Introduction. Chronic prostatitis/chronic pelvic pain syndrome (CP/CPPS) in men remains an unresolved problem of urology due in sufficienty stadied etiopathogenesis, methodological problems of diagnosis and, as a consequence, unsatisfactory results of treatment, which includes pharmacotherapy and non-drug interventions of various levels of evidence of their effectiveness, which mainly to alleviate the symptoms of the disease. Monomodal therapy of CP/CPPS is currently recognized as ineffective, so today a multimodal phenotypic approach is recommended in order to increase the effectiveness of the methods used to treat the disease in a particular patient. To solve this problem, highly evidence-based data is needed at the moment, which would reflect the progress made so far in our ability to manage CP/CPPS.
Materials and methods. Search results were analyzed in scientific databases PubMed, Medline, Web of Science, Embase, Cochrane Library and PEDro, Wang-fang Database и Cnki, Edline on request «chronic prostatitis», «chronic pelvic pain syndrome», «drug treatment», «non-drug interventions», «efficacy», «safety».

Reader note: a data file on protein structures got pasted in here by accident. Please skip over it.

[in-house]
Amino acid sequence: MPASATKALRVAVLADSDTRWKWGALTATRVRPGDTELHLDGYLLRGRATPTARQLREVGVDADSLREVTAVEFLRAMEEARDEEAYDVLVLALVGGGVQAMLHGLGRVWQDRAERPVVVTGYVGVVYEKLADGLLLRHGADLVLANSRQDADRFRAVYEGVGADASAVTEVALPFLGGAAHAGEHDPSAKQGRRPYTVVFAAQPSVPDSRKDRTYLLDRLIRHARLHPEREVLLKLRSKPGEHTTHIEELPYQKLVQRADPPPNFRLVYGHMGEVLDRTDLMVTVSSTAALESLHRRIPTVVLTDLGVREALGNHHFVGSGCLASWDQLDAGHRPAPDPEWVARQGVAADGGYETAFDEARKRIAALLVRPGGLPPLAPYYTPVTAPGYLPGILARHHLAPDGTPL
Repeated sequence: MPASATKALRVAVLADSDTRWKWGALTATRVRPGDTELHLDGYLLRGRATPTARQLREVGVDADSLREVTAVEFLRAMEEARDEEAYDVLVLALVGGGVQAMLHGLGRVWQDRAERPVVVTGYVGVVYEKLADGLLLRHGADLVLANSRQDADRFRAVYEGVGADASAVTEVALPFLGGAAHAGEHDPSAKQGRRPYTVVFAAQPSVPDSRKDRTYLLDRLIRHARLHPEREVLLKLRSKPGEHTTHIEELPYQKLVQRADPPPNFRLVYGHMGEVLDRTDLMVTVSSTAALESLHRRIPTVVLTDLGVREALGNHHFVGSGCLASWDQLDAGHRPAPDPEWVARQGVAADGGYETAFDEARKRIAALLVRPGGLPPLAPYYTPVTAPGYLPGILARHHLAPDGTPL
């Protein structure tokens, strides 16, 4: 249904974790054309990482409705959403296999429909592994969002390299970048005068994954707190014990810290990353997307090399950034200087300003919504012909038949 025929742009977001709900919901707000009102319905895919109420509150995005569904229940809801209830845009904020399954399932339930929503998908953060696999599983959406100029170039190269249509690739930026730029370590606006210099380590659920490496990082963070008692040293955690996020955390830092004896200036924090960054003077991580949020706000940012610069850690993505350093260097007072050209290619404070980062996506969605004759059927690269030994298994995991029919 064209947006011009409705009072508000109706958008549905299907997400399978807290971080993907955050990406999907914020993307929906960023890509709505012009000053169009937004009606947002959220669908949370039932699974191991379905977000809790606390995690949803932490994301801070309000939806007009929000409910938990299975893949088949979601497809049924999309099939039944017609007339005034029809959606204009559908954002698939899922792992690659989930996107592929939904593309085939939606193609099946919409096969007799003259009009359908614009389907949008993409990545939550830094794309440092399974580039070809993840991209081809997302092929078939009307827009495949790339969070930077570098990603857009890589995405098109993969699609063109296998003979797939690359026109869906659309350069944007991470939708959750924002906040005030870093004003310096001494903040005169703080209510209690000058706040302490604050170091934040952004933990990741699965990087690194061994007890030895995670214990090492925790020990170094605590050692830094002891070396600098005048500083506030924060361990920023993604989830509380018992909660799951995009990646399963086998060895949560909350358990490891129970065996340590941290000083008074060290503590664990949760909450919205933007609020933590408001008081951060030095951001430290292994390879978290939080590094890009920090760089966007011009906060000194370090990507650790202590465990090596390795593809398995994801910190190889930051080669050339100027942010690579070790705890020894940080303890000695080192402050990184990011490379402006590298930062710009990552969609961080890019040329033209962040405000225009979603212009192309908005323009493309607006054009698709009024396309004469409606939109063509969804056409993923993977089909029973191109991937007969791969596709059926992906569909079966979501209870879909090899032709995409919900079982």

Results. Non-drug, drug and promising methods of CP/CPPS were studied. The review illustrates and comprehensively discusses the available modern options for the treatment of CP/CPPS and outlines some promising new therapies. It has been shown that ongoing research and accumulating clinical data will further deepen our knowledge of CP/CPPS, clarify its etiology and pathophysiological mechanisms in order to develop and introduce new effective methods of treating CP/CPPS into wide clinical practice in the near future.
Conclusion. Despite the long scientific history of studying CP/CPPS, highly evidence-based meta-analyses and systematic reviews on many aspects of its drug and non-drug treatment have not yet been created, therefore, this literary review summarizes the results of the latest meta-analyses and systematic reviews of recent years evaluating the effectiveness of various modern methods of treatment of CP/CPPS from the standpoint of evidence-based medicine.